City councillors are revisiting a conversation on ways to divert organic waste from the landfill after the province introduced a waste-related framework last year.

The Food and Organic Waste Framework aims to cut down on the amount of food waste found in the trash, as well as reduce greenhouse gas emission for a "waste free Ontario."

Councillors in London are being met with two possible options to meet a city-proposed 60 per cent waste diversion target by 2022: a green bin program and a mixed waste composting initiative.

Jay Stanford, director of environment fleet and solid waste for the city, says the city should have a plan in place in the next few years.

Food and organic waste made up about a third of Ontario's total waste in 2014, according to the province. 

'Waste-free Ontario'

The green bin program — which city councillors have discussed in the past along with the introduction of a pilot project — would see a separate collection at the curb put in place. It would cost the city about 3.5 million each year, with an additional one-time equipment cost of $12 million.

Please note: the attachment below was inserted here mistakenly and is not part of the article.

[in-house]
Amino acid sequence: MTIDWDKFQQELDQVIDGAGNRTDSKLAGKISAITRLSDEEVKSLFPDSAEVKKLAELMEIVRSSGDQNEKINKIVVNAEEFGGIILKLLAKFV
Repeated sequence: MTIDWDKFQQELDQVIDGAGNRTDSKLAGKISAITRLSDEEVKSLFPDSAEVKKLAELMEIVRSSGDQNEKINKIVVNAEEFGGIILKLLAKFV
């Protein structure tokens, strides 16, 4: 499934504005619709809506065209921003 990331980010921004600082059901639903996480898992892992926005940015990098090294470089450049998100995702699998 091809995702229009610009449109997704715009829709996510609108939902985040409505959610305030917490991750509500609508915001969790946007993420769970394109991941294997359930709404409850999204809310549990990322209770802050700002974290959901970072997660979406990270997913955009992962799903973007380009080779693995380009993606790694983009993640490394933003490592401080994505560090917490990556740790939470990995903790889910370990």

A mixed waste composting initiative would cost about $7 million.

Stanford said although the cost is almost double that of the green bin program, the environmental impact would be much greater.

"It has substantially better environmental benefits in how much greenhouse gas is reduced as well as higher diversion - anywhere from 4 to 5 diversion points higher than a green bin system."

"The organic fraction like food scraps, potato peelings, any meats and fish that are being tossed out are left in the garbage bag, that material is then picked up as garbage normally is, and brought to a processing facility that would then extract the organic fraction of the garbage bag," said Stanford, who says the waste would turn into energy.

Councillors will only hear delegations looking into the options along with the provincial framework standards.

No decision will be made as staff continues to consult with the public.